And did I mention the original music with production headed by Timbaland? I’m just saying. Here’s a taste.
Update: “Empire” season finale kicked ass in the numbers. Just ask Collider.
We came from a time where you needed three reliable sources to write a story. Now a waitress in a coffee shop can say something…and before you know it it’s a story around the world. As a result of that there’s a lot of anonymous thing that are said… outrageous things that are said because they’re anonymous. I think if they had to put their name on it they may think twice about what they say.
— Kevin Spacey on journalism in the fifties versus today. From the commentary for “L.A. Confidential”
In an urban fantasy world, vampires, demons, werewolves, sorcerers and other creatures of myth and magic secretly combat one another for possession of the nine Vyntari shards.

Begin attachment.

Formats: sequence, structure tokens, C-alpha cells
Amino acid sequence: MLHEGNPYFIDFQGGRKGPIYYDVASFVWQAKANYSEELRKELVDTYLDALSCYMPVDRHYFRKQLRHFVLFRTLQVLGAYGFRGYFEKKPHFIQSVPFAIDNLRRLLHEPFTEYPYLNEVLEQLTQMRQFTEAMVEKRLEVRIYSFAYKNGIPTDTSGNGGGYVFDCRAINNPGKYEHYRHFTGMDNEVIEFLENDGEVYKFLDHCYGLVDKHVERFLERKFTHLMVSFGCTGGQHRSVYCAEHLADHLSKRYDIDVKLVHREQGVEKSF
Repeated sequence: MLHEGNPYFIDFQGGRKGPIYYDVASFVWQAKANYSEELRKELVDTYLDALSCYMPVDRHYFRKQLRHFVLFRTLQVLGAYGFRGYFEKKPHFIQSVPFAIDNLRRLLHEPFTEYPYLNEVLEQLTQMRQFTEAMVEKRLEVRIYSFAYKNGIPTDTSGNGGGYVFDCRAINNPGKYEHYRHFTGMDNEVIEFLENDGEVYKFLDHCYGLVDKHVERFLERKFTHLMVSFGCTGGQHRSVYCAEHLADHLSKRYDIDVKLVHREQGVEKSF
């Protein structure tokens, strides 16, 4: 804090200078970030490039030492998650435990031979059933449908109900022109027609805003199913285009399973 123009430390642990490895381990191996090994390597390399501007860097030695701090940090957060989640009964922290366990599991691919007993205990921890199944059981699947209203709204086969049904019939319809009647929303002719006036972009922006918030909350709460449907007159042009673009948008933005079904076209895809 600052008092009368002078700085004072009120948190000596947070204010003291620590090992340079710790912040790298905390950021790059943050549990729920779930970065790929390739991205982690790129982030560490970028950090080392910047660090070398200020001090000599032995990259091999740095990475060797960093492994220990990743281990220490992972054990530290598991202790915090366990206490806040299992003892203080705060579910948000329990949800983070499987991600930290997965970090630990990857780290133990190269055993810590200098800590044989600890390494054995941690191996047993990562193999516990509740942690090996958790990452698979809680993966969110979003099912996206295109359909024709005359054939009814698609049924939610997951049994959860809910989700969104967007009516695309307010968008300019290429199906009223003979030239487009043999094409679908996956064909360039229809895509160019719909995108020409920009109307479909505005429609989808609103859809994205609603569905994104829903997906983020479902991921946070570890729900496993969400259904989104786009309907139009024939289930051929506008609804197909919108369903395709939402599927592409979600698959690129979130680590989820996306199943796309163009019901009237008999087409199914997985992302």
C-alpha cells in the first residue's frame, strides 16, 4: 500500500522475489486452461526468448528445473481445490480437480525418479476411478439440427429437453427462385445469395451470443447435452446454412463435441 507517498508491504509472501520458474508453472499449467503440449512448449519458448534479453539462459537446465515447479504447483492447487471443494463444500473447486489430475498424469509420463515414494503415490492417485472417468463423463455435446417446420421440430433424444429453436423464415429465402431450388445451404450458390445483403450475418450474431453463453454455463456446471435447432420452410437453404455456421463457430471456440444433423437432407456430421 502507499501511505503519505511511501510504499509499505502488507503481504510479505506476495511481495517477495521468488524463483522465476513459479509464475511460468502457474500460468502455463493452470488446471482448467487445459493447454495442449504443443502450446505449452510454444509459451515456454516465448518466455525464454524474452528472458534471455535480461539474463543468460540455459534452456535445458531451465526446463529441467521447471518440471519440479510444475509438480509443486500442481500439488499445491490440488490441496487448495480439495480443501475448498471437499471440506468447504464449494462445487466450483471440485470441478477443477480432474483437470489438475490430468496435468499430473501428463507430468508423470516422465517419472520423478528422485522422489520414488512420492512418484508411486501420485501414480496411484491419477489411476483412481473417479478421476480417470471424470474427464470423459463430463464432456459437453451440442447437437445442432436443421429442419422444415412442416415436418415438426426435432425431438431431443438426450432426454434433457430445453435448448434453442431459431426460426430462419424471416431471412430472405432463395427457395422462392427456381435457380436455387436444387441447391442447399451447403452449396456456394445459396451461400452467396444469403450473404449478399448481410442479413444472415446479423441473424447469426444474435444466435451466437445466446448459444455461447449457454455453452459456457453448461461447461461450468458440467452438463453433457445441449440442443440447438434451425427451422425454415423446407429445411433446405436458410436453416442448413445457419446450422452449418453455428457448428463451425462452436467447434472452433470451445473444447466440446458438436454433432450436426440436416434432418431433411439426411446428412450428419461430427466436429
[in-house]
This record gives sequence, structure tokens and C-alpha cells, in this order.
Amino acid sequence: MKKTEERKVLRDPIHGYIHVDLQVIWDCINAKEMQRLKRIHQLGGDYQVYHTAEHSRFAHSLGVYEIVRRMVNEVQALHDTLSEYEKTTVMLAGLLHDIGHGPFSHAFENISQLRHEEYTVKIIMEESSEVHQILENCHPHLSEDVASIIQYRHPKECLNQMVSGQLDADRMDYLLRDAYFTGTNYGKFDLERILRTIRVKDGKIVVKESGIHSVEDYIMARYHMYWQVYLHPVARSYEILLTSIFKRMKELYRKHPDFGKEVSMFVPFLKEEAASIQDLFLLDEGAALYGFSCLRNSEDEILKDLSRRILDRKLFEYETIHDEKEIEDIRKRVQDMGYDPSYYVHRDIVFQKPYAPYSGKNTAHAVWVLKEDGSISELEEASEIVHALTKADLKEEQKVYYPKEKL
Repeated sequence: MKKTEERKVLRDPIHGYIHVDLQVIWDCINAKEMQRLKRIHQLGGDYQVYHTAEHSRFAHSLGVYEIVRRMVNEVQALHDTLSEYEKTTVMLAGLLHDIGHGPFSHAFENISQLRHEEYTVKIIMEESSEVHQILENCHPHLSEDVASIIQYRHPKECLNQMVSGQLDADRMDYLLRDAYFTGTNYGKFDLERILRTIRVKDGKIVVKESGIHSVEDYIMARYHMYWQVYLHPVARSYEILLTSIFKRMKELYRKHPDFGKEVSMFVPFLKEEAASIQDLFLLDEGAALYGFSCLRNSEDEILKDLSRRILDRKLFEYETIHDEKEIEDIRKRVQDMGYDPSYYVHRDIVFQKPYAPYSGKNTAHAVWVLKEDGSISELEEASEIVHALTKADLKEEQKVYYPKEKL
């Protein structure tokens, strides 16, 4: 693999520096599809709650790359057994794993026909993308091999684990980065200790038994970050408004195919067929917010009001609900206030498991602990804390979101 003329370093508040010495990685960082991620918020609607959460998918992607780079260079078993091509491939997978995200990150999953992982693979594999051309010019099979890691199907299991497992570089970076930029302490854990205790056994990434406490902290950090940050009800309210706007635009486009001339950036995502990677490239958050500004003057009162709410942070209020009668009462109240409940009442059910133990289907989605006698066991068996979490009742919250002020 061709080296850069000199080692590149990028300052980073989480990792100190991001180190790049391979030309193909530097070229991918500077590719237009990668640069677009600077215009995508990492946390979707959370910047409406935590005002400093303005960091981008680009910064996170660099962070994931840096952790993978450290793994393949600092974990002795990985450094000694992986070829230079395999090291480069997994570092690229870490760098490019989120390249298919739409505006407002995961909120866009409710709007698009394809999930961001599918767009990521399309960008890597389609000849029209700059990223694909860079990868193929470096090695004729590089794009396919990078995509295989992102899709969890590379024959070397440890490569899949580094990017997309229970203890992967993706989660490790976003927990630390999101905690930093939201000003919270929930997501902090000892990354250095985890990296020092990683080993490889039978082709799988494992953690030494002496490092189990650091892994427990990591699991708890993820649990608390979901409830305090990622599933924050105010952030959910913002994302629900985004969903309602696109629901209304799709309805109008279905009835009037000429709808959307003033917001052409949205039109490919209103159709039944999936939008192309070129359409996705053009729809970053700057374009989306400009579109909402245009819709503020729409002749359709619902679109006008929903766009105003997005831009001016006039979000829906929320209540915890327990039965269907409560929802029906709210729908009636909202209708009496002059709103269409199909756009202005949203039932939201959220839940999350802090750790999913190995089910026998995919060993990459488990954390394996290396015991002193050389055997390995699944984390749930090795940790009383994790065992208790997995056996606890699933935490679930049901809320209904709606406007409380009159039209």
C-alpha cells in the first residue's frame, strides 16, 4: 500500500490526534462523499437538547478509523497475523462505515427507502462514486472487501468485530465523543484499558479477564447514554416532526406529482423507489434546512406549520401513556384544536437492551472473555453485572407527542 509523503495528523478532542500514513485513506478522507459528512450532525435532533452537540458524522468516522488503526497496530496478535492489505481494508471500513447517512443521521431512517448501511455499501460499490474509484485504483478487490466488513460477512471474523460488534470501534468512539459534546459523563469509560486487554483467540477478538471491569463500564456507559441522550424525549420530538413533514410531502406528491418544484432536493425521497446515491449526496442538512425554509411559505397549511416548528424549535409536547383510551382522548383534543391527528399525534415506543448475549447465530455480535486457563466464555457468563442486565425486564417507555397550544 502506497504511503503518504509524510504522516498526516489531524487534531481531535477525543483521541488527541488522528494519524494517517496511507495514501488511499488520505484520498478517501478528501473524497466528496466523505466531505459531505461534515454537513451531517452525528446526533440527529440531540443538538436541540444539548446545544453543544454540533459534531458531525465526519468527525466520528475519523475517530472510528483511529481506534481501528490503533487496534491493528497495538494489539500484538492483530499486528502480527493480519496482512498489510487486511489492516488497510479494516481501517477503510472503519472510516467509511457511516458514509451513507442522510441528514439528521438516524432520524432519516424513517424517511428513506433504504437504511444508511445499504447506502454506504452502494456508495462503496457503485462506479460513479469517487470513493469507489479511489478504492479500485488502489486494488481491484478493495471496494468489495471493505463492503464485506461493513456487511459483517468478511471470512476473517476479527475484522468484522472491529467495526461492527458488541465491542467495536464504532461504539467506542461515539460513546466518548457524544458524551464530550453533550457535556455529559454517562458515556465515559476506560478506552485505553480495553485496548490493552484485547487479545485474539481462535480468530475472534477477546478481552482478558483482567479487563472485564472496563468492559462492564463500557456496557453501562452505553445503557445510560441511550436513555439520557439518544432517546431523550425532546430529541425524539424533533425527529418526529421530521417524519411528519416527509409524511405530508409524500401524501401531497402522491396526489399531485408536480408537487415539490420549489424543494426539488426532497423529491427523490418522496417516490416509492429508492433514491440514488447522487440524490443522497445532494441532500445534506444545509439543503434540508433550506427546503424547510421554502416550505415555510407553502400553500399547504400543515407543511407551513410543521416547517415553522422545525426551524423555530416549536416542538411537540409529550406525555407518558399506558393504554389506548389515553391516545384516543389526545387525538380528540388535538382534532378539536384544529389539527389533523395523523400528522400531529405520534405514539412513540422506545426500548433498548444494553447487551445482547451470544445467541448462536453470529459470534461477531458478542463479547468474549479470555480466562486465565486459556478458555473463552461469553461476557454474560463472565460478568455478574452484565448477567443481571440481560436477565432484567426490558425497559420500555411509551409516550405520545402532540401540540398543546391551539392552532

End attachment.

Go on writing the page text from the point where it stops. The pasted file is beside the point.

Recombining the Vyntari jewel will unleash the shadow god Yahweh.
The person who controls the jewel controls the shadow god. They can remake the world in their image — or destroy it.
Subtle manipulations erupt into cruel violence, all hidden from the eyes of those Uninitiated to this struggle.
This is the world of the “Shadowdance” saga. Continue Reading →
Thanks for your interest in the “Shadowdance” urban fantasy/ action-adventure saga. Here’s some info on where to buy the book “By Virtue Fall.”
All sagas have a beginning, and this one starts with “By Virtue Fall.” There are a variety of formats to choose from to read the story; we’ll get to those in a second. But first, let me tell you how the saga kicks off. Continue Reading →